22. Before I part with this point, I need notice another decision by the Supreme Court reported in 1959 (II) SCA 280 (Associated Cement Co., Ltd. v. Their Workmen,) in which the Supreme Court, in laying down a formula for calculation of Bonus, held in favour of accepting the gross profit appearing at the foot of the profit and Loss Account of a company without submitting such Statement to close scrutiny. Nevertheless the Supreme Court held out a word of caution, namely, mala fide entries in the debit side and also glaring items of extraneous credit and debit must be excluded therefrom.

23. From the aforesaid decisions it appears that Balance Sheets and from and Loss Accounts, both summaries prepared from the account books by the company, are admissible in evidence before the Tribunal and may be relied upon if correctly prepared. But as the Supreme Court observed in Petlad Turkey Red Dye Works Company's case (supra):

'It has to be borne in mind that in many cases the Directors of the Companies may feel inclined to make incorrect statements in these Balance Sheets for ulterior purposes. While that is no reason to suspect every statement made in the Balance Sheets, the position is clear that we cannot presume the statements made therein to be always correct. The burden is on the party who asserts a statement to be correct, to prove the same by relevant and acceptable evidence.'

24. The question then is, was the company liable, In the instant case, to adduce further evidence in proof of us Balance Sheets and profit and Loss Accounts and to prove that the aforesaid two sets of document presented the correct financial position of the company? The answer to the question would be in the affirmative, if there be materials or circumstances to doubt the authenticity of the two sets of documents. At one stage of the proceeding, it is true, the Workers' Union aid express a doubt as to the correctness of the Balance Sheets and called for production of books and documents on which the same wore based' The Workers Union, however, later on gave up the stand and elected to be satisfied if only the Company produced its audited Balance Sheets. That the Company did. The workers Union also had inspection of the said documents. The last call by the Workers Union to compel the Company to produce their books of account and other documents was in the nature of rcving discovery, in which they aspired to fish, out of the account books, some materials to show that the balance Sheets and the profit and Loss Accounts had not been correctly prepared. This they were not entitled to do and the Tribunal below acted rightly in not encouraging them so to do.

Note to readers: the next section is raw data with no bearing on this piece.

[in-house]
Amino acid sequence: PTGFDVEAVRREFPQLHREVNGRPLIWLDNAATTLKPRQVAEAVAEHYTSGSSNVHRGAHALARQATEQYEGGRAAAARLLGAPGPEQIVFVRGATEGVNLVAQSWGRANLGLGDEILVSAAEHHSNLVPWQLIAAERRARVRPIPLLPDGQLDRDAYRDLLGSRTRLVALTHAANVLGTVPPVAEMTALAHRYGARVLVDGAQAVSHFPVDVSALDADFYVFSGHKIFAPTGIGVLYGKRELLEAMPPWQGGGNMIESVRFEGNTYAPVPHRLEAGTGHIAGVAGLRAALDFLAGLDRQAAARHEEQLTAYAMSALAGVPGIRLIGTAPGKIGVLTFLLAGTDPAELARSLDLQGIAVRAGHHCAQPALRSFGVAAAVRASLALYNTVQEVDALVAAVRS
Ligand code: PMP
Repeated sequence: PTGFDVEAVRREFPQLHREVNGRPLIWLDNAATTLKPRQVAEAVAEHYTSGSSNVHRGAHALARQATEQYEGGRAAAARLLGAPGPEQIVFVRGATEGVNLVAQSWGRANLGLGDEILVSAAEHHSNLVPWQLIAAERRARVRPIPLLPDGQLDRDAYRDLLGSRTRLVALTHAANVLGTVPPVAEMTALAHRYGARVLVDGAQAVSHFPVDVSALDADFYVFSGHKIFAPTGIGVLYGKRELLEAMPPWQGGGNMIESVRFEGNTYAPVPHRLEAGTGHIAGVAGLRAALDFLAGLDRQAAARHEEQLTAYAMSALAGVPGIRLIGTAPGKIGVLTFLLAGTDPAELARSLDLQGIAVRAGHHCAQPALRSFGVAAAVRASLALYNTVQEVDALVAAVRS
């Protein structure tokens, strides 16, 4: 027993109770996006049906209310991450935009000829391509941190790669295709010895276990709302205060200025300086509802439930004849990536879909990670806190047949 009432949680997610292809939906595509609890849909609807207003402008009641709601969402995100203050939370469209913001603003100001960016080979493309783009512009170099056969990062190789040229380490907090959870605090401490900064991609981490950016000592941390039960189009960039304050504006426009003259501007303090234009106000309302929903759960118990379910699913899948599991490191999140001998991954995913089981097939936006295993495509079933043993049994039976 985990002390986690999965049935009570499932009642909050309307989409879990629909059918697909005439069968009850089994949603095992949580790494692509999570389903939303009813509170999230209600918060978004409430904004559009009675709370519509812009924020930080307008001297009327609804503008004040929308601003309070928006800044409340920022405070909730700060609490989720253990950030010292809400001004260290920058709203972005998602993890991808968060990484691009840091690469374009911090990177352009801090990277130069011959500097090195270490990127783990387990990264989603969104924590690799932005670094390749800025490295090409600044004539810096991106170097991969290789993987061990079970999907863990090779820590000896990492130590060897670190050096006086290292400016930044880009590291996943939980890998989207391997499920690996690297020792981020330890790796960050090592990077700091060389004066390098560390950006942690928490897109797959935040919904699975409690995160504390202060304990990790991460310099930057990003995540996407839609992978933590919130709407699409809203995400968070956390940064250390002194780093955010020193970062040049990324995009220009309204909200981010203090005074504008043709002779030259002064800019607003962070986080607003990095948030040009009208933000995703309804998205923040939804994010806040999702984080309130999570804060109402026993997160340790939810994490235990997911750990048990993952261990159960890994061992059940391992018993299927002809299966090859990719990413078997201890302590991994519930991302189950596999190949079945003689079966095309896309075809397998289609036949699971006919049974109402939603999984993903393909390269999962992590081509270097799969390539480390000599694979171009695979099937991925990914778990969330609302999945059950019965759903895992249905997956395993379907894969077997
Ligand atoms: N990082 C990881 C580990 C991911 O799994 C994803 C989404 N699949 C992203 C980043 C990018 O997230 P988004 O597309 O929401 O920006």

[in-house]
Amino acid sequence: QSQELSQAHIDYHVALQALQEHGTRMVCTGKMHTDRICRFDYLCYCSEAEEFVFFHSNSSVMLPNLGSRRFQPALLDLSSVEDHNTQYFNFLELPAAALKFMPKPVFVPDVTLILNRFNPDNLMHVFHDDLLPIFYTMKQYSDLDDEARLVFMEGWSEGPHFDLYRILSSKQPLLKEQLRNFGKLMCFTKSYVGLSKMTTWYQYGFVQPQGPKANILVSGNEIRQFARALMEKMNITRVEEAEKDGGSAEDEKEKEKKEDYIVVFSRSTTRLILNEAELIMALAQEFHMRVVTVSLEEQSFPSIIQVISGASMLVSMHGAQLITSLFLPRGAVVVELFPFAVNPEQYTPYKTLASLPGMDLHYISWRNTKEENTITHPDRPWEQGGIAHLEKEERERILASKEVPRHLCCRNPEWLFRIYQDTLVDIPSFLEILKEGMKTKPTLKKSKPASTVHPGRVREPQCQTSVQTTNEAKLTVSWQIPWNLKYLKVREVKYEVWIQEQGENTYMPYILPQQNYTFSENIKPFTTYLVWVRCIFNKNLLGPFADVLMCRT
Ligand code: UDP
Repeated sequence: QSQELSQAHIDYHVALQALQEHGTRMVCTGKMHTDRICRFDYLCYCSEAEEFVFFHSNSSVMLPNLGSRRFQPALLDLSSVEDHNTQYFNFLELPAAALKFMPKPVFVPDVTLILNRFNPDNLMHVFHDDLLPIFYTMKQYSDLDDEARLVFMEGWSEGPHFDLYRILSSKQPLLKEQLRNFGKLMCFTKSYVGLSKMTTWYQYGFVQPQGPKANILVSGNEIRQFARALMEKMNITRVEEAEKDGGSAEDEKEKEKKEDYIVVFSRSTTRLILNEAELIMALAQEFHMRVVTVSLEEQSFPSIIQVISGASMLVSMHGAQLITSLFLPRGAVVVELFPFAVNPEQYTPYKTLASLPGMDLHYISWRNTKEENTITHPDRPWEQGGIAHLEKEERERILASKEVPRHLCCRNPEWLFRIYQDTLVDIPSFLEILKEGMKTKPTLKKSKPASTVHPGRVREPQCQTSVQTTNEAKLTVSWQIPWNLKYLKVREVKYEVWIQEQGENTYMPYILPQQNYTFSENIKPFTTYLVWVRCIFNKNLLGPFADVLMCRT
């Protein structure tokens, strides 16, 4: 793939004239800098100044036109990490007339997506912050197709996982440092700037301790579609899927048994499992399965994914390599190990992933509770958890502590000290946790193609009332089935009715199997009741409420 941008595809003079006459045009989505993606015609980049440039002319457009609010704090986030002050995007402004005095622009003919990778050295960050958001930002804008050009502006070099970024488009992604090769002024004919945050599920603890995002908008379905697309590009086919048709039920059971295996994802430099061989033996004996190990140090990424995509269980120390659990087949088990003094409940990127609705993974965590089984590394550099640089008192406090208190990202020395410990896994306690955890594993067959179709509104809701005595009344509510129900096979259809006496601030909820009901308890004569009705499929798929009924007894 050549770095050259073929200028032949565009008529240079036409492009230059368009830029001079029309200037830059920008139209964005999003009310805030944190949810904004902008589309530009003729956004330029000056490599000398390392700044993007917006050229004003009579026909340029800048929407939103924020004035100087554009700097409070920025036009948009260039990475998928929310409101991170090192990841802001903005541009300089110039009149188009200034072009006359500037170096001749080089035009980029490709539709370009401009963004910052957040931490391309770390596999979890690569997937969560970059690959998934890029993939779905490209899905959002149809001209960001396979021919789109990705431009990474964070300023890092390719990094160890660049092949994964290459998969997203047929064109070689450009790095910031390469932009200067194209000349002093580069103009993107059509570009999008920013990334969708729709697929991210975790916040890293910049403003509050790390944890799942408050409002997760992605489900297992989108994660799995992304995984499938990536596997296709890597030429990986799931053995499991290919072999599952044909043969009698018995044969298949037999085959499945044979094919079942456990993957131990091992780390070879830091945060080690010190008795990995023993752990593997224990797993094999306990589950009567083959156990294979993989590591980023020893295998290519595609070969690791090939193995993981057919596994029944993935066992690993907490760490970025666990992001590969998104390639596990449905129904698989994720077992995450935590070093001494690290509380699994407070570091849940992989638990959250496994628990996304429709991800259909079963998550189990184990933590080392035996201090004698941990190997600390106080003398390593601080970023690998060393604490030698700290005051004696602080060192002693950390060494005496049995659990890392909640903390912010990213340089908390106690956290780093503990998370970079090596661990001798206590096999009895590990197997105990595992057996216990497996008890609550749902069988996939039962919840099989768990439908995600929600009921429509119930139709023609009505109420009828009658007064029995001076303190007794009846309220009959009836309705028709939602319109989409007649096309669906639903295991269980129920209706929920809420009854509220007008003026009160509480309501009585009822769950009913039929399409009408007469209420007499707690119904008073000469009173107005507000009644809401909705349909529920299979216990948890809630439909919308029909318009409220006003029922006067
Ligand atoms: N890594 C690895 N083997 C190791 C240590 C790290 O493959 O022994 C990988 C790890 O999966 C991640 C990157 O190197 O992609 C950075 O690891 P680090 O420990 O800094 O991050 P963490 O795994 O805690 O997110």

25. In the particular facts and circumstances of this case, J hold that the Tribunal below was not wrong in proceeding on the basis of the Balance Sheets and Profit and loss Accounts, exhibited in the case, in finding cut the financial position of ihe Company. Then again, there were other documentary and oral evidence which the Tribunal considered in arriving at the conclusion as to the economic incompetency of the company to introduce a Scheme for payment of gratuity.

26. The fundamental principle in allowing gratuity is that it is a retirement benefit or a benefit after long service, a provision for old age and the trend of the recent authorities is in favour of allowing the employees the double benefit of provident fund and gratuity. Bhagwati, J., in Express News Paper (Private) Ltd. v. Union of India, : (1961)ILLJ339SC quoted with approval the following observation of the Labour Appellate Tribunal in the case of Workmen, Ahmedabad Municipal Corporation, v. Ahmedabad Municipal Corporation, 1955 Lab AC 155:

'We are, therefore, of the considered opinion that Provident Fund provides a certain meaning or relief only and a portion of that consists of the employees wages that he or his family would ultimately receive and that this prevision in the present day condition is wholly insufficient and two retirement benefits when the finances of the concern permit ought to be allowed.'